Health, Illness, and Optimal Aging- Biological and Psychological Perspectives
-Neighbours were helpful in socialization and “tension reduction”
-Men only trust and find their wives their main confidants
-Women can socially interact and share with best friends and family
-There is a difference between different ethnic backgrounds and the ways they take care of
-African American provided higher-intensity of care
-The quasi-formal support system includes community organizations and service workers.
-These are religious organizations, neighborhoods, and volunteer community interest
groups such as Lions clubs and Masons.
-The quasi-formal support system provides unpaid services to older persons, often as a
voluntary link between individuals or families and communities, providing information,
helping with transportation, or doing home repairs.
-These quasi-formal groups serve as watchdogs for the older person, noting when mail is
not picked up or a customary shopping trip missed.
-Places of worship are an important source of quasi-formal support. Synagogues,
churches, temples, and mosques provide emotional support for their members, through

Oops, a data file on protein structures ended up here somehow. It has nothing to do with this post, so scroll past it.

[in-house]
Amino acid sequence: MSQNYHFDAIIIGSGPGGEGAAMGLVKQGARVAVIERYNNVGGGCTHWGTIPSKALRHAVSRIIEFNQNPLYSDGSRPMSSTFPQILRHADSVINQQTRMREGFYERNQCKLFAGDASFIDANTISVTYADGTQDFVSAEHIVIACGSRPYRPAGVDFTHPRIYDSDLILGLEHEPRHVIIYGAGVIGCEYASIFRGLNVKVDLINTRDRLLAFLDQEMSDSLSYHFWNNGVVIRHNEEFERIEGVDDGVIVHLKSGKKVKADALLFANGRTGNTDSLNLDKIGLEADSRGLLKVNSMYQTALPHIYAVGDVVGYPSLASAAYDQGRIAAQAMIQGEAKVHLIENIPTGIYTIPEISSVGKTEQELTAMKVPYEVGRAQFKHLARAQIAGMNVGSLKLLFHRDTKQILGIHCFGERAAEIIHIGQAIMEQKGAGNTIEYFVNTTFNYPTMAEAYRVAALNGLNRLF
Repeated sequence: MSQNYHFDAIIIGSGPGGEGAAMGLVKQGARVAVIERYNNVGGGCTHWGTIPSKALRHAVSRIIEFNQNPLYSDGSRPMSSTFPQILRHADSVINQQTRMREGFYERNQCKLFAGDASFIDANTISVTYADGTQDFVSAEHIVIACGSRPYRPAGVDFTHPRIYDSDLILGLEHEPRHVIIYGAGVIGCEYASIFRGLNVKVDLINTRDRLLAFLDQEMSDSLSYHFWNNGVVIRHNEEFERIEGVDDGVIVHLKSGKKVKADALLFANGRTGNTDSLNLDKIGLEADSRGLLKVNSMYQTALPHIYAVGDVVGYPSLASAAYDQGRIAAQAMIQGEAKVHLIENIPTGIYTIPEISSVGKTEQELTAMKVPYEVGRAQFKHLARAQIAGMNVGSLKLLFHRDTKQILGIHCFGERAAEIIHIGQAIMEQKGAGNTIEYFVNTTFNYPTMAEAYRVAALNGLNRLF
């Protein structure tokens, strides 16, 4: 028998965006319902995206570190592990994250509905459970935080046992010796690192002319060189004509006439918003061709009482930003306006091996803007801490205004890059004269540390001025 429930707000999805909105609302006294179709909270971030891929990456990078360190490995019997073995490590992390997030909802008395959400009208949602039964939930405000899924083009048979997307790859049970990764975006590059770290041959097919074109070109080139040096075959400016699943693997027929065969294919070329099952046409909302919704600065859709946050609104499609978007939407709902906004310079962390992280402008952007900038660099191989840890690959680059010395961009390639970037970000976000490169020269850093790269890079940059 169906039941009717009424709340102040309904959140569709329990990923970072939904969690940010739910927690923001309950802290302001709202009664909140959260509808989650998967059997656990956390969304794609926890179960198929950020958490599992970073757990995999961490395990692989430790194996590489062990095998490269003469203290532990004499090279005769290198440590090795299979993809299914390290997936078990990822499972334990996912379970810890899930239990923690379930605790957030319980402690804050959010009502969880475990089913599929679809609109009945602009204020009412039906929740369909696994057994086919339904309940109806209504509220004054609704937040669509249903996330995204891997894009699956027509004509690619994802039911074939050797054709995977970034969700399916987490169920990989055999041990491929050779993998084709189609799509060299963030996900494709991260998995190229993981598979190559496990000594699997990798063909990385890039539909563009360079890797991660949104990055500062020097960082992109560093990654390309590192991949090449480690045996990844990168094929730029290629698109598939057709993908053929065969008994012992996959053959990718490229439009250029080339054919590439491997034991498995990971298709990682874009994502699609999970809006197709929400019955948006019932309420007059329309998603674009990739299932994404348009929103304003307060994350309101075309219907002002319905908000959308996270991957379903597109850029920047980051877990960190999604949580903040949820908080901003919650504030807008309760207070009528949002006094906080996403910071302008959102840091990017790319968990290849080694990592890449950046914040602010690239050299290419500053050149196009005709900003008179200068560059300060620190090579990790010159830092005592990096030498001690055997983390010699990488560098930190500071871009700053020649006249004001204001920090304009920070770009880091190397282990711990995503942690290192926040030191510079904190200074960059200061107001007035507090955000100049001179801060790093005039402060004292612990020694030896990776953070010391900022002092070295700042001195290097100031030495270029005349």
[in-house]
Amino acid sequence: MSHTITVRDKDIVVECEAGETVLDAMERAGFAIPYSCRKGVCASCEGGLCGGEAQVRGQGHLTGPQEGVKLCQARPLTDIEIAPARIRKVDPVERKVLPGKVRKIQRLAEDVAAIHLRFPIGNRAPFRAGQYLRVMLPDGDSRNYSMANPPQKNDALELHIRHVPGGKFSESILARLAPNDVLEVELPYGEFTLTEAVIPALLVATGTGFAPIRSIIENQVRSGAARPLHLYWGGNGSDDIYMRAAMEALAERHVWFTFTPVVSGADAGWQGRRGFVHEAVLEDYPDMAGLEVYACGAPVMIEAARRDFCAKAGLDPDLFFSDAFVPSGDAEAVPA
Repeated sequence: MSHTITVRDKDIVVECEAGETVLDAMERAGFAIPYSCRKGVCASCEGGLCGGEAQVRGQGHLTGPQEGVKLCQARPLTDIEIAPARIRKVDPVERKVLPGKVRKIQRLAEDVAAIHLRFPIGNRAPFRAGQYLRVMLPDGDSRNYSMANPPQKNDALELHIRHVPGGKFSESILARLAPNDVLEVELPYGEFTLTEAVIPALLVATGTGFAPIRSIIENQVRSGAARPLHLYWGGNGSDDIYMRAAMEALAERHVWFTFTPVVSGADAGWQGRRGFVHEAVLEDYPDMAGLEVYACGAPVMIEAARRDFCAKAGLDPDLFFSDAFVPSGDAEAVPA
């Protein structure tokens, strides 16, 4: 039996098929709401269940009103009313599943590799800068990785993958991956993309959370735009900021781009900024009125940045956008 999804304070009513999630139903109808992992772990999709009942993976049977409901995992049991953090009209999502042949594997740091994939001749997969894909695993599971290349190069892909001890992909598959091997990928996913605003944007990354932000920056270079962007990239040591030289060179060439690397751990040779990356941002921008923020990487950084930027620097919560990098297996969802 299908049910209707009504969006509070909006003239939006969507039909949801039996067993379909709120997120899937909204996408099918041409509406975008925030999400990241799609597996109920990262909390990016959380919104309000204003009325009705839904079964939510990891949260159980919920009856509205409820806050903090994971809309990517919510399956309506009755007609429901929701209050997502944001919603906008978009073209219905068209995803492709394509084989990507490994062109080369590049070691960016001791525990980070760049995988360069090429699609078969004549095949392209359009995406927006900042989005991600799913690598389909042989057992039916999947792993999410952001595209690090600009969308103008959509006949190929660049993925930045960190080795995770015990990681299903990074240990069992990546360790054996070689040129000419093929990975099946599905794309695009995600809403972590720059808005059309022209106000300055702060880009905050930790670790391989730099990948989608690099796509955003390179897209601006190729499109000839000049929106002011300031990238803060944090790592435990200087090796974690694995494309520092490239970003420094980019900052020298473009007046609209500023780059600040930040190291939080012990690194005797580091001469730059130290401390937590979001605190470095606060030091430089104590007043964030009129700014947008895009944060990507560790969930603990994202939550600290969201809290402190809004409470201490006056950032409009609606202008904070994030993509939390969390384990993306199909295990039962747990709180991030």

spiritual connections and a sense of community.
-The formal support system consists of members of professional organizations who are
hired to provide care to the individual.
-These can be either private or public organizations.
-Examples of agencies that provide formal help are adult day health centers, health
clinics, respite facilities, home health care agencies, skilled nursing homes, social
services agencies, assisted-living facilities, and public health departments.
-Formal support network members give a wide spectrum of care, most of it
instrumental in nature.
-Hard for most people to live in a skilled nursing facility (SNF)
Interface of Formal and Informal Support
-It was found that informal caregivers provided the majority of care to their older relatives,
even when formal support was available.
-Recent studies substantiate that the use of formal support has minimal impact on the
amount of care given by the informal system.
-Addition of formal in-home support (e.g., personal care and bathing) to older adults with
chronic illnesses was not found to be associated with less informal care or self-care.
Families continue to provide care for their family members, even with outside help.